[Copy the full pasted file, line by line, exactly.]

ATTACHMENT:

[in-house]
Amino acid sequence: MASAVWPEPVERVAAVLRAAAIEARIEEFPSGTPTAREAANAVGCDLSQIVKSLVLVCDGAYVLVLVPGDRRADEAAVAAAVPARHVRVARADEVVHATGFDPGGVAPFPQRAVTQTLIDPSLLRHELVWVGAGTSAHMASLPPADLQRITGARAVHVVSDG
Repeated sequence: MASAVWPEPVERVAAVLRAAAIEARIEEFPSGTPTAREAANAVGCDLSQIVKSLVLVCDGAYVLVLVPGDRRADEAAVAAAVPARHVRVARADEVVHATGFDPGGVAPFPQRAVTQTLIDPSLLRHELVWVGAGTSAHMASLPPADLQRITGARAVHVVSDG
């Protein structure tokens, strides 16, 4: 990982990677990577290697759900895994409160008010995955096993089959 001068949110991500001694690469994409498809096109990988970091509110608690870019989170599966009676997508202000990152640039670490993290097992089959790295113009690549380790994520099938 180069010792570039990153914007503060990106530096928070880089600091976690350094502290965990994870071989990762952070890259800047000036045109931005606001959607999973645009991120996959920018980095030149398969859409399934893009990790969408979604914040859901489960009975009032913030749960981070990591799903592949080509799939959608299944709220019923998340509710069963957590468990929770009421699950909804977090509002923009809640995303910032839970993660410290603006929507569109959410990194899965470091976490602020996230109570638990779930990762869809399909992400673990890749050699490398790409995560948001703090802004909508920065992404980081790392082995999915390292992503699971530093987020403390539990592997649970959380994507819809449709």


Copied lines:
[in-house]
Amino acid sequence: MASAVWPEPVERVAAVLRAAAIEARIEEFPSGTPTAREAANAVGCDLSQIVKSLVLVCDGAYVLVLVPGDRRADEAAVAAAVPARHVRVARADEVVHATGFDPGGVAPFPQRAVTQTLIDPSLLRHELVWVGAGTSAHMASLPPADLQRITGARAVHVVSDG
Repeated sequence: MASAVWPEPVERVAAVLRAAAIEARIEEFPSGTPTAREAANAVGCDLSQIVKSLVLVCDGAYVLVLVPGDRRADEAAVAAAVPARHVRVARADEVVHATGFDPGGVAPFPQRAVTQTLIDPSLLRHELVWVGAGTSAHMASLPPADLQRITGARAVHVVSDG
């Protein structure tokens, strides 16, 4: 990982990677990577290697759900895994409160008010995955096993089959 001068949110991500001694690469994409498809096109990988970091509110608690870019989170599966009676997508202000990152640039670490993290097992089959790295113009690549380790994520099938 180069010792570039990153914007503060990106530096928070880089600091976690350094502290965990994870071989990762952070890259800047000036045109931005606001959607999973645009991120996959920018980095030149398969859409399934893009990790969408979604914040859901489960009975009032913030749960981070990591799903592949080509799939959608299944709220019923998340509710069963957590468990929770009421699950909804977090509002923009809640995303910032839970993660410290603006929507569109959410990194899965470091976490602020996230109570638990779930990762869809399909992400673990890749050699490398790409995560948001703090802004909508920065992404980081790392082995999915390292992503699971530093987020403390539990592997649970959380994507819809449709």